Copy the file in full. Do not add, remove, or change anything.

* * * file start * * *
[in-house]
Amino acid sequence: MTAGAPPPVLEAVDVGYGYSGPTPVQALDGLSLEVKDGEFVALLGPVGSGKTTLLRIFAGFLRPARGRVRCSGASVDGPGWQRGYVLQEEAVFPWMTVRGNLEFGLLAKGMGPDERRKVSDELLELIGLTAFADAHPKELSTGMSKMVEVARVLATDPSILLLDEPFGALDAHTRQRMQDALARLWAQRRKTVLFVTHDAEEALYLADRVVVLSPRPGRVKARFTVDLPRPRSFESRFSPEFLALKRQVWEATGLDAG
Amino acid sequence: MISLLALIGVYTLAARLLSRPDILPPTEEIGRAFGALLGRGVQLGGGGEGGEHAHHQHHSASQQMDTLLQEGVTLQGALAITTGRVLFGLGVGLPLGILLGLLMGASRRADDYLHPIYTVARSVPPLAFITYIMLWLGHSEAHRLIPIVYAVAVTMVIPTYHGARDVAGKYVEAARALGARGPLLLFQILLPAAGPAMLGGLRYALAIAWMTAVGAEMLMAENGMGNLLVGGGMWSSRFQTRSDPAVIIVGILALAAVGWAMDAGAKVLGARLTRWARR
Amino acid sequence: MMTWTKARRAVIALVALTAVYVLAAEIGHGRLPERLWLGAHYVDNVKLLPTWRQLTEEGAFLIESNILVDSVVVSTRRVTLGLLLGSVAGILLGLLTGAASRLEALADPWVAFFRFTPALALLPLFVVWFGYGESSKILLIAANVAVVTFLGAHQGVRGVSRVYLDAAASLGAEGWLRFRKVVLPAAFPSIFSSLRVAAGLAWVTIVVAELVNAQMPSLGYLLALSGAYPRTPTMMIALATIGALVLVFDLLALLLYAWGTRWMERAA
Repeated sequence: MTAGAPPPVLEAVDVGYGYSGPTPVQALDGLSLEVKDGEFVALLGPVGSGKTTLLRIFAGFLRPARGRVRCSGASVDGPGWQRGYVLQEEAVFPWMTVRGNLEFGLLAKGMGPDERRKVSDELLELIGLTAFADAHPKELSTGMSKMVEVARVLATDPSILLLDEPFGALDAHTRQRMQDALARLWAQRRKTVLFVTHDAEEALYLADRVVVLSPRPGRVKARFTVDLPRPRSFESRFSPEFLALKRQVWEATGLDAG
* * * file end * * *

[in-house]
Amino acid sequence: MTAGAPPPVLEAVDVGYGYSGPTPVQALDGLSLEVKDGEFVALLGPVGSGKTTLLRIFAGFLRPARGRVRCSGASVDGPGWQRGYVLQEEAVFPWMTVRGNLEFGLLAKGMGPDERRKVSDELLELIGLTAFADAHPKELSTGMSKMVEVARVLATDPSILLLDEPFGALDAHTRQRMQDALARLWAQRRKTVLFVTHDAEEALYLADRVVVLSPRPGRVKARFTVDLPRPRSFESRFSPEFLALKRQVWEATGLDAG
Amino acid sequence: MISLLALIGVYTLAARLLSRPDILPPTEEIGRAFGALLGRGVQLGGGGEGGEHAHHQHHSASQQMDTLLQEGVTLQGALAITTGRVLFGLGVGLPLGILLGLLMGASRRADDYLHPIYTVARSVPPLAFITYIMLWLGHSEAHRLIPIVYAVAVTMVIPTYHGARDVAGKYVEAARALGARGPLLLFQILLPAAGPAMLGGLRYALAIAWMTAVGAEMLMAENGMGNLLVGGGMWSSRFQTRSDPAVIIVGILALAAVGWAMDAGAKVLGARLTRWARR
Amino acid sequence: MMTWTKARRAVIALVALTAVYVLAAEIGHGRLPERLWLGAHYVDNVKLLPTWRQLTEEGAFLIESNILVDSVVVSTRRVTLGLLLGSVAGILLGLLTGAASRLEALADPWVAFFRFTPALALLPLFVVWFGYGESSKILLIAANVAVVTFLGAHQGVRGVSRVYLDAAASLGAEGWLRFRKVVLPAAFPSIFSSLRVAAGLAWVTIVVAELVNAQMPSLGYLLALSGAYPRTPTMMIALATIGALVLVFDLLALLLYAWGTRWMERAA
Repeated sequence: MTAGAPPPVLEAVDVGYGYSGPTPVQALDGLSLEVKDGEFVALLGPVGSGKTTLLRIFAGFLRPARGRVRCSGASVDGPGWQRGYVLQEEAVFPWMTVRGNLEFGLLAKGMGPDERRKVSDELLELIGLTAFADAHPKELSTGMSKMVEVARVLATDPSILLLDEPFGALDAHTRQRMQDALARLWAQRRKTVLFVTHDAEEALYLADRVVVLSPRPGRVKARFTVDLPRPRSFESRFSPEFLALKRQVWEATGLDAG